The most beautiful way to drive between Fairbanks and Valdez or Anchorage is undoubtably to take the Richardson Highway (Alaska Rt. 4. Note, Alaskans do not use the numbers, but rather the names of the highways).  The descriptions run from Fairbanks to Valdez or Anchorage.  The description of the Richardson is current as of July 2009; the highway is in excellent shape. 

The mileposts are posted in green on the side of the highway and are numbered from

Valdez (MP 0) to

Fairbanks (MP 366).

MP 357 Badger Road interchange, 3 miles up Badger Road is the clean and orderly Riverview RV Park on the banks of the Chena River.

MP 349.5 North Pole exit with a last chance at a big-town grocery store or gas.  Santa Clause House is nearby for souvenir shopping or sending postcards from North Pole.

MP 341 Eielson AFB, built in WW II and used during the Cold War as a base for the aircraft that refueled the B-52’s in the air.  You could judge the seriousness of the world news by how few refuelers were on the ground.

MP 322 Remnants of the Salcha Roadhouse from the Richardson Trail days.

MP 275 Tanana River bridge and Pipeline suspension bridge next to highway.  Rika’s Roadhouse and river landing.  Still active.

MP 265 Delta Junction, full services.

MP 261 Fort Greely, currently location of missile defence system.  Formerly the Cold Climate Research center for the US Army.

MP 246 Donnely Dome, worth a few hours hike on a clear day for magnificent views.

MP 238 Donnely Campground and a bit south of that the “one-building town” of Donnely on the east side of the road.  Donnely seems to be on all road maps, but I have never seen more than one abandoned building there.

MP 225 Marker telling about the surge of the Black Rapids glacier that almost blocked the Delta River valley back in the 1930’s.  The gravel toe of the glacier is visible across the river.

MP 227 New lodge at Black Rapids and remnants of the old Black Rapids Roadhouse next to the road.  The gravel air strip next to the highway is being overgrown by weeds and willows. One example of a "bush airstrip".

Heading south you pass the Black Rapids training center for the U.S. Army.  At times you used to see troops practicing glacier travel in the adjacent mountains. 

MP 216.7 Cross Lower Miller Creek. Proceed around the hill on the river side and pull into

MP 216 Denali Fault – Pipeliine Viewing area (just south of the hill).  Good views and informative signs tell how the pipeline was designed to withstand a major earthquake, as it did in 2002.  You can tell which way the earth shifts in an earthquake by looking at the sliders. Cross Miller Creek and about half a mile to the south there is a parking area to the east, used as a trail head for hikes into the adjacent mountains for climbers and hikers wishing to view the glaciers and valleys.

MP 210.  The highway has been rebuilt to put this pull out on the south (east) side of the road.  Pull in to get a view of Rainbow Ridge.  Books say the reds and greens are volcanic stone, the yellows and pastels are siltstone and sandstone.  View in the opposite (west) direction shows the raised pipeline on a hill crest.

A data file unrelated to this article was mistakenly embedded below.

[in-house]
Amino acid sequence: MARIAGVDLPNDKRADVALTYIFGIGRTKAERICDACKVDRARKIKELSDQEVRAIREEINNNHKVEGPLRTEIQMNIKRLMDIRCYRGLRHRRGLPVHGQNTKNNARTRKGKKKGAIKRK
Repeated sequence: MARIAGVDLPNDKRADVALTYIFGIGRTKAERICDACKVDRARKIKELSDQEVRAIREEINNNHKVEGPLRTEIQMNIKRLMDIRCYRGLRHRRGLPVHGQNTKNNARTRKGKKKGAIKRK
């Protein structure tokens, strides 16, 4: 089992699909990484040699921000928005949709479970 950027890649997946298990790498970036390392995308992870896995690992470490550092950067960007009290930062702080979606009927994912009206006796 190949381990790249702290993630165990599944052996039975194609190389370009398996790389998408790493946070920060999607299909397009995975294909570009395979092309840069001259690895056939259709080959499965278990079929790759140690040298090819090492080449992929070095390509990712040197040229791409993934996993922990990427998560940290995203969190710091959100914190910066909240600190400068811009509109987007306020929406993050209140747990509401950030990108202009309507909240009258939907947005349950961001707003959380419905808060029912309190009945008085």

MP 197 Richardson monument & turnout east of the highway.  View of the valley where the Arctic Man competition takes place every spring.  What is Arctic Man? Think northern NASCAR on snow. 

MP 195 Summit Lake – small settlement, former location of Summit Lake Lodge.

MP 185 Paxson.  Old lodge under new management.  Takeoff point to Tangle Lakes 20 miles east on the Denali Highway, or Cantwell, 134 miles.  Check for rooms at Paxson or at Tangle River Inn.  On a clear day drive  at least 8 miles east on the paved Denali Highway to enjoy the views, and enjoy them even more with the clacier views on the way back to Paxson.

MP 170  Meier’s Lake Roadhouse – sadly appears closed in 2009.

MP 157 Pullout with views of Wrangel St-Elias mountains. 

MP 147 Sourdough Roadhouse.  Rebuilt recently, looks well worth a try.  Adjacent campground is recommended over Dry Creek campground at MP 118 unless you want a real Alaska mosquito experience. 

MP 127 Turnoff to Gulkana 2 miles to the east.  Worth a stop if you are hungry or thirsty.

MP 115  Glennallen, all services, turn west onto Glenn highway for access to Anchorage.

MP 106  Take the ‘old highway’ to Copper Center, passing through an Indian settlement, then the park headquarters for Wrangel-St. Elias National Park, and on to the Copper Center Roadhouse, a 2 story log building offering rooms and meals.  Be sure to stop in for at least a cup of coffee!  Option to head into Chitna and McCarthy-Kennekott area.

MP 100 The ‘old highway’ rejoins the new highway.

MP 70 Tonsina Roadhouse

MP 29 Worthington Glacier turnout.  The most road-accessable glacier in Alaska.

MP 26 Thompson Pass Famous for beauty and record snow falls.

Rough distances: 

Fairbanks – Delta 100 miles

Delta - Miller Creeks (the earthquake zone) - 50 miles

Miller Creeks – Paxson 35 miles

Paxson – Tangle Lakes 20 miles

Paxson – Glennallen 75 miles

Glennallen – Copper Center 15 miles

Copper Center – Valdez 100 miles

Valdez – Anchorage 300 miles

Glennallen – Anchorage 180 miles